``The closed-city status protected us against the market revolution, and this is good because revolutions never lead to anything good,'' he says, referring to Moscow's crash reform program implemented in early 1992. Those reforms, engineered by former Prime Minister Yegor Gaidar, lifted state price controls in many economic spheres, spurring massive inflation that is still running between 20 and 30 percent monthly.
But some Samara residents argue that the city's closed status hindered development of adequate communications. There is a huge waiting list to receive a telephone, they add, and even if there were phones, lines to Moscow and other cities are frequently unavailable.
Infrastructure-related conversion problems, such as the telephone shortage, could be solved if officials had a proper plan and the cash to implement it. As for the successful reorientation of plants themselves, Peace Corps volunteers say that something more than concrete tactics and money will be needed: the desire of factory directors to change their thinking.
Mr. Motkov admits that many directors stubbornly cling to outmoded Soviet business practicies, stressing social obligations, not profitability. ``They aren't able to use state credits effectively,'' Motkov says of many directors. Rather than laying off workers and using credits to improve the factory's efficiency, ``they use them to pay workers, and that's about all.''
Although there has been a drastic slump here in military production - including a drop of about 50 percent in 1992 compared with 1991 - unemployment is still surprisingly low. ``The last thing a manager will do is let workers go. It's all connected to their mentality,'' Motkov says.
The so-called ``old thinking'' is not just hindering efficient conversion but is holding back those defense plants that are capable of competing in the world arms market, says Mr. Lawrence of the Peace Corps. The Progress factory, which produces rockets that lift Russian spacecraft and satellites into space, is a case in point, he says.
``This company's product could compete, if only they had adequate marketing and financial operations,'' Lawrence says.
The Soyuz rocket produced by Progress should be an attractive option in the highly competitive and lucrative commercial satellite launch business. It is capable of boosting a payload of almost 7 tons into orbit and has a reliable track record of more than 1,000 successful launches. Perhaps more important for potential customers, it costs far less than its major competitors, including the rocket produced by the European consortium Arianespace.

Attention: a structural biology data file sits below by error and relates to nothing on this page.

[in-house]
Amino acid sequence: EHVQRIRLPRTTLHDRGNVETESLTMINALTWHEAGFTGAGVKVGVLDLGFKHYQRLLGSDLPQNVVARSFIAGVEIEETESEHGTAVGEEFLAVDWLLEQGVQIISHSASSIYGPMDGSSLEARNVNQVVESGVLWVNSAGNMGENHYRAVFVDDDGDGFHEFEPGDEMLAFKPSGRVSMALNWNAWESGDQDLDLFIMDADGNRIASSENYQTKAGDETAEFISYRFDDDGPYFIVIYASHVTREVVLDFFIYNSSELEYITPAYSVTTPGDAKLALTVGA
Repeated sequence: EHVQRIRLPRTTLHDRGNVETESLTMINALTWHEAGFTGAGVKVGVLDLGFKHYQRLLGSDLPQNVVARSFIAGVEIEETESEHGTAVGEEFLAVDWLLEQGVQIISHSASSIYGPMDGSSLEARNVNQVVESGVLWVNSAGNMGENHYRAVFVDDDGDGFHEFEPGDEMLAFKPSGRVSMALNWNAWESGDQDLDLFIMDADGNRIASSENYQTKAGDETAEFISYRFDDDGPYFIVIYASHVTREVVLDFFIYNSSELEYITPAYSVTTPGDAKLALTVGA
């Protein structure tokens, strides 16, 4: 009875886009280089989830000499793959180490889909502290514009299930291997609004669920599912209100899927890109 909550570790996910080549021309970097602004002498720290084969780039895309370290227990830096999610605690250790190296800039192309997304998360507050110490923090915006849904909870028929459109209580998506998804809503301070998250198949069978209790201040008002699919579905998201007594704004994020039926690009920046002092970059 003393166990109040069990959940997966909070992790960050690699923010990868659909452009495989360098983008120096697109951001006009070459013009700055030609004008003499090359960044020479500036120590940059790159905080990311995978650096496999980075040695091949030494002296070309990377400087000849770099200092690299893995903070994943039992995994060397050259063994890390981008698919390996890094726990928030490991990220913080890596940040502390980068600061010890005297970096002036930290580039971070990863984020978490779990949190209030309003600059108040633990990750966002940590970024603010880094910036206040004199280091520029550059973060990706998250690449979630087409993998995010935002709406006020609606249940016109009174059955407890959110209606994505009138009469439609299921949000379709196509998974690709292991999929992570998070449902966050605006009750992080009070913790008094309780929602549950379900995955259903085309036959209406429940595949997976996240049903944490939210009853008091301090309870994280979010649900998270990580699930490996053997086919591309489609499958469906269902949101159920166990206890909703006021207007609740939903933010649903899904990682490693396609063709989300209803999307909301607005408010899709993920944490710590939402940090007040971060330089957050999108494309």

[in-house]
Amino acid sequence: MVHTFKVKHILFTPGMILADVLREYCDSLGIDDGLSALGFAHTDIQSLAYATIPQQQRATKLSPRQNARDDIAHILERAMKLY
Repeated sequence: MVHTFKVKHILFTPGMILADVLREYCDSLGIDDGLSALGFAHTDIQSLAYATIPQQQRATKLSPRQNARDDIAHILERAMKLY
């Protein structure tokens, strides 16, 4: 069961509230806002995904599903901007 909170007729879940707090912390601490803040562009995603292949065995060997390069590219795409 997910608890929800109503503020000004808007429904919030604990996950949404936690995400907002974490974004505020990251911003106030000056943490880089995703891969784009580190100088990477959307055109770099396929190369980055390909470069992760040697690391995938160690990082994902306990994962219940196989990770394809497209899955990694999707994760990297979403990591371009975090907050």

Other Russian rocketmakers, working through the Russian space agency Glavkosmos, are starting to conclude lucrative deals. A Russian Cyclon rocket, for example, recently lifted a German satellite into orbit.
But according to Lawrence, Progress has yet to make inroads into the commercial launch market because managers do not take advantage of the company's strengths.
``The one thing they have going for them is low costs, but they try to charge as much as the competition,'' he says.
At the Progress plant on Samara's dusty outskirts, company officials do not appear to be fully aware of the profit potential of the Soyuz rocket. Yuri Grushin, a deputy factory director, talked about conversion plans to turn out bread cutters, furniture, and baby carriages, instead of rockets.
``I wouldn't say rockets are the most profitable. No one needs them,'' Mr. Grushin says. He declined to grant journalists permission to observe baby-carriage assembly operations, citing security regulations relating to rocket production.
``The secrecy regulations haven't been entirely lifted,'' he says. ``The rocket itself isn't a secret, but the machines used to produce them are.... It really doesn't depend on us.''
The Progress factory is developing a marketing department, Grushin says, but it lacks the funds to send employees abroad for training. He also complains that the West, and the US in particular, restricts Russian entry into the launch market.
The US and European Community, anxious to protect their satellite-launch market share, recently came to an understanding with Moscow that would limit Russia to 12 commercial launches with its Proton rocket by 2000.
``We consider the Americans to be our friends,'' Grushin says. ``But we do feel some pressure from them.''